Due to a number of enquiries by colleagues from Embassies of Member States, International partners and other concerned parties; the Malawi Embassy in Addis Ababa has decided to issue a statement on the disturbances that took place in Malawi on the 20th and 21st July, 2011. The Malawi Embassy hastens to add that any gaps in this statement will be filled by a report of a High Level commission of Inquiry which will include a Representative of the UN Secretary General and also a Representative of SADC.
The Embassy of the Republic of Malawi would like to point out that the Government that is currently in place in Malawi subscribes to the international conventions of human rights and democracy. It has made the promotion of human and democratic rights a core indicator of its performance in various sectors of government, including the process of budgeting. The decision taken by Non Governmental Organisations (NGOs), the Malawi media and opposition political parties to make public demonstrations a key means of achieving their ends is infact a result of the government guaranteeing freedom of expression not hither to enjoyed in Malawi.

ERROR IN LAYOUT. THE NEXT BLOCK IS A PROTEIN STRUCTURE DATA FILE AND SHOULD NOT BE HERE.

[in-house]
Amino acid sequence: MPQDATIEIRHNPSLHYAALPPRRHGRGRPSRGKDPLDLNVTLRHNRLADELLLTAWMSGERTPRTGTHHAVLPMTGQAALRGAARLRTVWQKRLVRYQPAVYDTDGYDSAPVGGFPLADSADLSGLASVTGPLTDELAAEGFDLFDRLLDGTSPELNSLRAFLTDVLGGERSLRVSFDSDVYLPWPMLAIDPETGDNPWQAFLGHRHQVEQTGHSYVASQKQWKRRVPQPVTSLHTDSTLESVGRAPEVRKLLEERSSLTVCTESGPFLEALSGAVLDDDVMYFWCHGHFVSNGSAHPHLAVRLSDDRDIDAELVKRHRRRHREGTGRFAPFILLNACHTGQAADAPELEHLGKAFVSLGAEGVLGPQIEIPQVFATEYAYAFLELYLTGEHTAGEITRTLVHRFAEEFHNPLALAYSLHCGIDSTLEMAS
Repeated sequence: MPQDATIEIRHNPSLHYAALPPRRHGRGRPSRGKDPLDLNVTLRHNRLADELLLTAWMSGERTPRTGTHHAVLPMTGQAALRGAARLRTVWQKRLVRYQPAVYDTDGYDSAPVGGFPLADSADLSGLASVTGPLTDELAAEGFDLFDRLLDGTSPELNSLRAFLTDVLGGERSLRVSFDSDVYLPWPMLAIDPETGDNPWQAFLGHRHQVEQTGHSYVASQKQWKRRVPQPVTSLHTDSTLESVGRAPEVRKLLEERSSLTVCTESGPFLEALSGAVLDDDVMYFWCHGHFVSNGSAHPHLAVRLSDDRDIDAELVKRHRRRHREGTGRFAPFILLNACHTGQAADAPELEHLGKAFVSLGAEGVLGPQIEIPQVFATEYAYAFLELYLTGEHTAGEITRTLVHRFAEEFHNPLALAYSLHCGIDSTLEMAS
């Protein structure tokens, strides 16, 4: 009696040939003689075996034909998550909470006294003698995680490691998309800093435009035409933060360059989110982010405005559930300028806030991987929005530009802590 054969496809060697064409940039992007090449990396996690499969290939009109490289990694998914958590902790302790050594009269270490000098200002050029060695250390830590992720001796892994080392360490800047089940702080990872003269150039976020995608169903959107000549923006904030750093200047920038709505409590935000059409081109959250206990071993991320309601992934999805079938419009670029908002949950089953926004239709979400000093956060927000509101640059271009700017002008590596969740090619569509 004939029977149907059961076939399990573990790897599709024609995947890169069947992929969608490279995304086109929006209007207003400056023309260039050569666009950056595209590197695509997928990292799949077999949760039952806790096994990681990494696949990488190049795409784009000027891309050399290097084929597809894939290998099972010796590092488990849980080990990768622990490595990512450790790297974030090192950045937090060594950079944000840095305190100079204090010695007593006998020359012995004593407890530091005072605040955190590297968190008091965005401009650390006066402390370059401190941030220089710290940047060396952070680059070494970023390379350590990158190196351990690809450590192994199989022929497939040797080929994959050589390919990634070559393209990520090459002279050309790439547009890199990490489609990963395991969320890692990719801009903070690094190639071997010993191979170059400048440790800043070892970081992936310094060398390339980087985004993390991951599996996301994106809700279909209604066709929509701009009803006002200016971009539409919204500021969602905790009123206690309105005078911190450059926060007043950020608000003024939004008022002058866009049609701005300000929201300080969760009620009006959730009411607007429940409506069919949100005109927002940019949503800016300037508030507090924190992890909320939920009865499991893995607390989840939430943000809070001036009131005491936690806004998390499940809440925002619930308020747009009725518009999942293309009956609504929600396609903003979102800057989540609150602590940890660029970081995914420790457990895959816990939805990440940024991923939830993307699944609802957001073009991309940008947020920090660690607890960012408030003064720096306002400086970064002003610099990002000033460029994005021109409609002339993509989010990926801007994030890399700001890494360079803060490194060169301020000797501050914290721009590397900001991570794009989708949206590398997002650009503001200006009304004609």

When Non Governmental Organisations (NGOs) in Malawi announced their intention to mount demonstrations, the Government and Local Leaders requested them not to go ahead with the same for the following reasons:
The declared issues motivating the demonstrations were issues that could not be addressed overnight.
The Government was already putting in place strategies and structures for a comprehensive dissolution of the issues of concern.
The organizations leading the demonstrations had shown neither the requisite restraint nor capacity in organizing such events.